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Getting web hosting is a crucial part of having a website live on the internet. The “hosting” aspect of web hosting is a service that companies offer where they’ll store your website’s files, which can then be accessed by a web browser.
These files are essentially stored on a giant computer, known as a server.
If that sounds a little complex, don’t worry; by the end of this post you’ll have a better understanding.
Below you’ll learn about web hosting basics, the benefits of using web hosting, the different kinds of hosting available, and finally, the things you should look for when choosing a web hosting company.
When you purchase a web hosting service you’re essentially buying yourself space to store your website’s files. These files can then be accessed by a web browser, in order for your website to be live on the internet.
Web hosting is offered by various service providers who have the necessary technology to properly store your site’s files. By signing up for a hosting service you’re essentially renting space on a server that their web hosting companies own and manage.
Since most people or even businesses don’t have servers of their own, they rent out server space from a third-party web hosting company.
A server is a physical computer that runs 24/7, so your site’s files can always be accessed without interruption in service. These servers are loaded with the necessary hardware and software that your website needs to function.
Your web host is responsible for things like server maintenance, security, and running the right software, so the files on the server can be readily accessed by a website browser, like Google Chrome or Firefox.
Your website is just a collection of different files. When you create a website you need a place to store all of these files. That place is your hosting company’s server.
On this server, you’ll store your website’s media, files, databases, and anything else required to properly render your website. Exactly how much storage you have will depend on the hosting plan you choose (more on this below).
If you’re just getting started online, then you’ll probably just be renting a portion of a server that you’re sharing with other websites. As your storage and traffic needs increase, then you may need to scale up to renting an entire physical server—or at least using the resources of one, with a cloud or VPS server.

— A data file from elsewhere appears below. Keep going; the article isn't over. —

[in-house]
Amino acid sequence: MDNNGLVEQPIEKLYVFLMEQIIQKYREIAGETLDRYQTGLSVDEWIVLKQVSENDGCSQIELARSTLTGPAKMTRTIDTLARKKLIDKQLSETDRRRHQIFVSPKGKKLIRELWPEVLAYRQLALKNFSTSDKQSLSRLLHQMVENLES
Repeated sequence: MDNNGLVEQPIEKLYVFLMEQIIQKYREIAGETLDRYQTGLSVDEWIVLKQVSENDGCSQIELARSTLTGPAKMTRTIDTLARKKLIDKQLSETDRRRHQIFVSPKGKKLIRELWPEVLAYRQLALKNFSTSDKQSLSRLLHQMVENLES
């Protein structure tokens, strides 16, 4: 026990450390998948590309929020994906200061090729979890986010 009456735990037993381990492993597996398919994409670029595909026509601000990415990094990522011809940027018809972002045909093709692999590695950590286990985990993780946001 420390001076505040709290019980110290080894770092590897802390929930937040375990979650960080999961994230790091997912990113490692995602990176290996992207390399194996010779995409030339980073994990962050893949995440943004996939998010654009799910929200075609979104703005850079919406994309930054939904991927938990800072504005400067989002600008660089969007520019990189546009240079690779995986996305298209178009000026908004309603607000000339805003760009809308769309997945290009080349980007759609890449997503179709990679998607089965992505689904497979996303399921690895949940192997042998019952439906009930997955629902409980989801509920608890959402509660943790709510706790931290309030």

When you sign up for a web hosting package you’ll usually get access to the server via a solution like cPanel. This makes it easy to upload your files to the server. Or, you can install a CMS like WordPress to easily build out your site.
In order to have a fully functioning website, you’ll also need to register a domain name. Once you purchase this you’ll point it towards your server, which lets the web browser know that this is where your files are located.
Then, when a person types in your domain name or clicks on a link to your site, the web browser gets the files from the server and displays them for the viewer. All of this should happen in a few seconds or less. If this process takes too long, then you either need to speed up your website or consider switching hosts entirely.
Web hosting and datacenters get confused a lot. They’re kind of the same thing. But, technically, they’re different. The term web hosting refers to the service you pay for that hosts your website’s files, so they can be displayed on the internet.
The most crucial element of a datacenter is the network of servers. A server is actually kind of similar to the desktop computer you might have sitting on your desk, only they’re more powerful.
The term “datacenter” refers to the actual technical infrastructure used by the hosting company to provide the hosting service. Beyond servers, this will typically include things like backup supplies, security measures, connection devices, air-cooling systems, and a lot more.
Most web hosts will offer various forms of hosting packages. Each type of hosting will cater to different website needs. For example, a site that gets millions of visitors per month will have different requirements than a site that was built a few weeks ago.
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